*****

Here’s why your firm needs to be in the cloud

If you’re familiar with my column you know that I have been urging lawyers to learn about - and use - technology for over a decade now. I always stress how important it is for lawyers to educate themselves about the technologies available for use in their law practice and to make informed decisions regarding which tools to invest in for the long haul.

The reason it’s so important for lawyers to understand technology is because it has a direct impact on both the practice of law and the business of running a law firm. For example, cloud computing used to be viewed with skepticism and distrust. But no more. Because cloud-based software singlehandedly made it possible for the legal profession and courts to continue to function throughout the pandemic, it’s now a commonplace technology that is used in law firms across the country.

The increased use of cloud-based technology is a positive trend for any number of reasons, not the least of which is that it protects law firms from ransomware attacks. This is because law firm data stored in the cloud is housed on servers located offsite; as a result the servers - and the data stored on them - is protected from ransomware attacks.

These types of cyberattacks occur when bad actors are able to install malware on a law firm’s in-office systems, oftentimes by exploiting a vulnerability caused by a failure to install necessary software updates. When that malware is activated, all data stored on a law firm’s on-premises servers can be locked up and held hostage for ransom. Meanwhile, any and all law firm data stored or backed up in the cloud will be immune from the attack since the data is not stored on the hacked premises-based servers.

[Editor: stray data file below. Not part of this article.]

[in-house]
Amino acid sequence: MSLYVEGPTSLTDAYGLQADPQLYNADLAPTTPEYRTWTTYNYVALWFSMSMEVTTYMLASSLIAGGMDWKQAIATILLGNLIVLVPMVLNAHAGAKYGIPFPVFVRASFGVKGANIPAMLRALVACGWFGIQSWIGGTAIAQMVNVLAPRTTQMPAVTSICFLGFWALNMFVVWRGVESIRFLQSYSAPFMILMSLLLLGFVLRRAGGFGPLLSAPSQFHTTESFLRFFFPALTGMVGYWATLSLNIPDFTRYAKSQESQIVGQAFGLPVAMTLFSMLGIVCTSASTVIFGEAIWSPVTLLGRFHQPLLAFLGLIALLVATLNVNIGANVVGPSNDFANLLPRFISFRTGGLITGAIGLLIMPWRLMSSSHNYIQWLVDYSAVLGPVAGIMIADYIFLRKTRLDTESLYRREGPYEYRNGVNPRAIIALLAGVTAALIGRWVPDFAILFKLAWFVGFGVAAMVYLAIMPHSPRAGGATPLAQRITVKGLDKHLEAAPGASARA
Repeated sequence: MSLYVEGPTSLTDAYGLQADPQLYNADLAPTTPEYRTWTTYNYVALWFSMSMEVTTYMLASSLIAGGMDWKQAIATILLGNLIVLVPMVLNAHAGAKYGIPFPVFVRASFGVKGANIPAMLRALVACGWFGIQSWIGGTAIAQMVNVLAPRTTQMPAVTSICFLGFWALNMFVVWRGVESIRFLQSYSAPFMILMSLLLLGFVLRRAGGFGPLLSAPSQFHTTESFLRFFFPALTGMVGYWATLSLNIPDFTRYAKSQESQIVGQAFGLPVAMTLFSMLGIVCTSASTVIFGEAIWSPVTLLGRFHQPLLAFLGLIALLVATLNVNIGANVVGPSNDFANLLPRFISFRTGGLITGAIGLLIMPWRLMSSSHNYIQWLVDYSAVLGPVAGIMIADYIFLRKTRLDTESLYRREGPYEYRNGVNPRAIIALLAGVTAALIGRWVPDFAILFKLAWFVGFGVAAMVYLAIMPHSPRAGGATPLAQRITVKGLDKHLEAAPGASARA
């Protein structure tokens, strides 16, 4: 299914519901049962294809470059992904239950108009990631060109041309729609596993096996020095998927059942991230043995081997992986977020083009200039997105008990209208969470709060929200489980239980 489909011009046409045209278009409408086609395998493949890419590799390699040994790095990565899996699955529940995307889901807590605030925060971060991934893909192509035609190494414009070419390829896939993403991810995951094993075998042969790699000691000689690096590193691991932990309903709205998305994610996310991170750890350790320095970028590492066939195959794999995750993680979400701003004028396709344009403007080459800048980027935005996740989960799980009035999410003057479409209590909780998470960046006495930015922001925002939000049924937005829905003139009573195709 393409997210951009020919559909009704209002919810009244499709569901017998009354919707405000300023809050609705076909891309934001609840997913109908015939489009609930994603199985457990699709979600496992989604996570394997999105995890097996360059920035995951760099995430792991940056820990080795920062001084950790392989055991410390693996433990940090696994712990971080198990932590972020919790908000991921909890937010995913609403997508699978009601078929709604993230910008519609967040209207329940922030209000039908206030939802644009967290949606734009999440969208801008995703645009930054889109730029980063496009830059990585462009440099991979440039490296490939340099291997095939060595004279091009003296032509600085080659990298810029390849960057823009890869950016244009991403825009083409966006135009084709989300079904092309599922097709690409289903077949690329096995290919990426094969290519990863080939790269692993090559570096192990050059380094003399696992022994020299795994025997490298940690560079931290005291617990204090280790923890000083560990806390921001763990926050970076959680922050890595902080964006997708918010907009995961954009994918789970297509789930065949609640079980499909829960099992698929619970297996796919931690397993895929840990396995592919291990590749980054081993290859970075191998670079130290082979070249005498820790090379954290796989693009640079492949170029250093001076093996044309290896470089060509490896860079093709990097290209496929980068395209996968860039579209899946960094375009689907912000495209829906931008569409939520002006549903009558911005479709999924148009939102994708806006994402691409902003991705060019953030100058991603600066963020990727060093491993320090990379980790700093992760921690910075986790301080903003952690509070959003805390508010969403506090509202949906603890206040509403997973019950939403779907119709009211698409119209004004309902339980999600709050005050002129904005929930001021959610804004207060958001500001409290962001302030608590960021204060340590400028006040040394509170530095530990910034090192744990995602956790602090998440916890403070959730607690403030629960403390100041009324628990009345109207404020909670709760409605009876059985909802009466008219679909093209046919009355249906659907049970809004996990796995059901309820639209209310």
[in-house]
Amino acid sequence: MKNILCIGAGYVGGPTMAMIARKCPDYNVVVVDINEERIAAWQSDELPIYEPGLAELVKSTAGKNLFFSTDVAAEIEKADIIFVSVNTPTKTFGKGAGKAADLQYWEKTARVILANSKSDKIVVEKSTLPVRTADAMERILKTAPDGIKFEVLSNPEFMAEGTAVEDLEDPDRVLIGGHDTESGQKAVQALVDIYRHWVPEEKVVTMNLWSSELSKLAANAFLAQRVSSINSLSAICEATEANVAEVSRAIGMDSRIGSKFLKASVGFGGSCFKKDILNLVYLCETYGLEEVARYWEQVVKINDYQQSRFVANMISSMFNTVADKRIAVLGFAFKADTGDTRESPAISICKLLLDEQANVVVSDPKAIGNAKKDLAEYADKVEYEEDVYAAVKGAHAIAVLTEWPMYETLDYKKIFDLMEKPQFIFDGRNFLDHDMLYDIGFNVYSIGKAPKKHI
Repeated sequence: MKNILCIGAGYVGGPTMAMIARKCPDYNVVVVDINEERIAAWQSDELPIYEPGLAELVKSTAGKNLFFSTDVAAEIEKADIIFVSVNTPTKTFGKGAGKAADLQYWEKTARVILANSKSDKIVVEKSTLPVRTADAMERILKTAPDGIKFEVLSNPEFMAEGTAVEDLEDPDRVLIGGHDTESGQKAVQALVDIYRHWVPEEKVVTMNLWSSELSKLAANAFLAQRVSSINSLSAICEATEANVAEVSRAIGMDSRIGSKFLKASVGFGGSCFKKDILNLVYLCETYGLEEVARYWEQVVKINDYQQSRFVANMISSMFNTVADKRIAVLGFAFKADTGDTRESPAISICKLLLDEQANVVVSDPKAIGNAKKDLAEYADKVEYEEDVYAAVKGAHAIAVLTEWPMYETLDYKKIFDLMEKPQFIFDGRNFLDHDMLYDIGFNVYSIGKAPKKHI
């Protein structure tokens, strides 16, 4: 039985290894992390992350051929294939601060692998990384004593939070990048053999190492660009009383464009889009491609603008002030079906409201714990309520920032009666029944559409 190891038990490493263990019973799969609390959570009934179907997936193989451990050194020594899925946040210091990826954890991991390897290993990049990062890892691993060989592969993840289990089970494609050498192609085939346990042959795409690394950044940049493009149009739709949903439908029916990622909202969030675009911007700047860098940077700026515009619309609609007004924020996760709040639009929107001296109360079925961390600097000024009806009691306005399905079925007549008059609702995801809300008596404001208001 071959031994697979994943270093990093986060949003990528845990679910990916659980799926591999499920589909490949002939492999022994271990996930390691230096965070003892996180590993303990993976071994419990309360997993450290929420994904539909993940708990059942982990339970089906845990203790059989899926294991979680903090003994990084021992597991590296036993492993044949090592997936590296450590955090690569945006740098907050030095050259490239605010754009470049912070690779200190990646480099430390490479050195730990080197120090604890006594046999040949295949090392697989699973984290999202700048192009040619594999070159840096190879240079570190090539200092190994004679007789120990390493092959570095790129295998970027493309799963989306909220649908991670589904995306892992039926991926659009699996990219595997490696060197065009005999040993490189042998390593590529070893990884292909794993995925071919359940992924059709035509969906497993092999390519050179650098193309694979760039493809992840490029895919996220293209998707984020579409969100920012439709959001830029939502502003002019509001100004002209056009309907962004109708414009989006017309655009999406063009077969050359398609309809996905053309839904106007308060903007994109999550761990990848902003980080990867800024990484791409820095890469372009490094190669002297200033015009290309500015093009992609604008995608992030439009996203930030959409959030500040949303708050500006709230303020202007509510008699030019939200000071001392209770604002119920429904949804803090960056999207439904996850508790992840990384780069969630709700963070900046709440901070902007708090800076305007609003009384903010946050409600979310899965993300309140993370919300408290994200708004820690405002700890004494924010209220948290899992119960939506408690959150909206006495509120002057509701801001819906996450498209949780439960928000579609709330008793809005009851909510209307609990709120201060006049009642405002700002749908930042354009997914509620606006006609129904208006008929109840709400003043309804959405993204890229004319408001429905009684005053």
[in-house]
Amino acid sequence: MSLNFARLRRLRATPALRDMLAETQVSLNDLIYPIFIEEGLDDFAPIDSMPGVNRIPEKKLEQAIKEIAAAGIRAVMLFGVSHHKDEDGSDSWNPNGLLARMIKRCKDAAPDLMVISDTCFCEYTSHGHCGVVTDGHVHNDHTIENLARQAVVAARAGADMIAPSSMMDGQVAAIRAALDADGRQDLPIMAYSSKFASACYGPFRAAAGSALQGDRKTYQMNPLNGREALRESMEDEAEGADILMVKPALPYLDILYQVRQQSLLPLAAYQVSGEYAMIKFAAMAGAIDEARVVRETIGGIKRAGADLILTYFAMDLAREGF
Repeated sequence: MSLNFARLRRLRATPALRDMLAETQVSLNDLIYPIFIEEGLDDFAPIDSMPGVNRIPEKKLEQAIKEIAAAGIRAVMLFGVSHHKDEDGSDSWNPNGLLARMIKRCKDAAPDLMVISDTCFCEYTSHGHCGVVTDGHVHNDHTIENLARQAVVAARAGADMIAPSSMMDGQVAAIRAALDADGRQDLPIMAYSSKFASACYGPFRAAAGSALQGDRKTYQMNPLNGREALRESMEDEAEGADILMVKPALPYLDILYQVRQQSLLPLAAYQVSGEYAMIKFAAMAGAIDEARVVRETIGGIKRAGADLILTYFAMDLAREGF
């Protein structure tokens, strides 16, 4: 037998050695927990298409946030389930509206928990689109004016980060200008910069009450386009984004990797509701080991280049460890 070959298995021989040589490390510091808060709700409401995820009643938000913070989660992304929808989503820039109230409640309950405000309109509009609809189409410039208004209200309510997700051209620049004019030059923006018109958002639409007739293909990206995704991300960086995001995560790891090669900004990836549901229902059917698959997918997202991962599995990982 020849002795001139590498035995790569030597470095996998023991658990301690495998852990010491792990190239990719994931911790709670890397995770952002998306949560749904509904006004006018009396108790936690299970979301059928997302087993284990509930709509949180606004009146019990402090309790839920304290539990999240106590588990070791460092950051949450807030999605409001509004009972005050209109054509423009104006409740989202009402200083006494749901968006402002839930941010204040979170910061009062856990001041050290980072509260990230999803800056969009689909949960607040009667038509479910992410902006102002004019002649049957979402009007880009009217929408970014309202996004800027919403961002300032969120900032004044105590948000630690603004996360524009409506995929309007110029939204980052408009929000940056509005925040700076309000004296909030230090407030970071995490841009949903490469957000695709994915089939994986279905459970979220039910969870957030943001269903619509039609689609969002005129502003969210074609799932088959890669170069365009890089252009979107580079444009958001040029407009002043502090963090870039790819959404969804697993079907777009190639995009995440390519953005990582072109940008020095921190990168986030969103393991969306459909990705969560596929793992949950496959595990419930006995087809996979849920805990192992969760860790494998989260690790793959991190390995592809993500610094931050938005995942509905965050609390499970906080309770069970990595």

So if your law firm isn’t using cloud-based software to house or backup its data, it should be. If you’re still not convinced, perhaps a recently proposed New York Senate Bill will do the trick. In May, Senate Bill S6806A was introduced in the New York State Senate by Senator Diane J. Savino. (Online: ). This bill "prohibits governmental entities, business entities, and health care entities from paying a ransom in the event of a cyber incident or a cyber ransom or ransomware attack.” Presumably the goal is to deter would-be criminals from engaging in ransomeware cyberattacks by removing the incentive: the ransom.

However, the bill has the practical effect of precluding businesses that are victims of a ransomeware attack from complying with the the ransom demands. So, if this bill is enacted and your law firm is a victim of a ransomware attack, any law firm data stored on your firm’s hacked in-office servers will be lost since you will be prohibited from paying the ransom required to get it back. On the other hand, under this same scenario, any firm data stored on the remote cloud-based servers will continue to be accessible, and your inability to pay ransom will be of no consequence.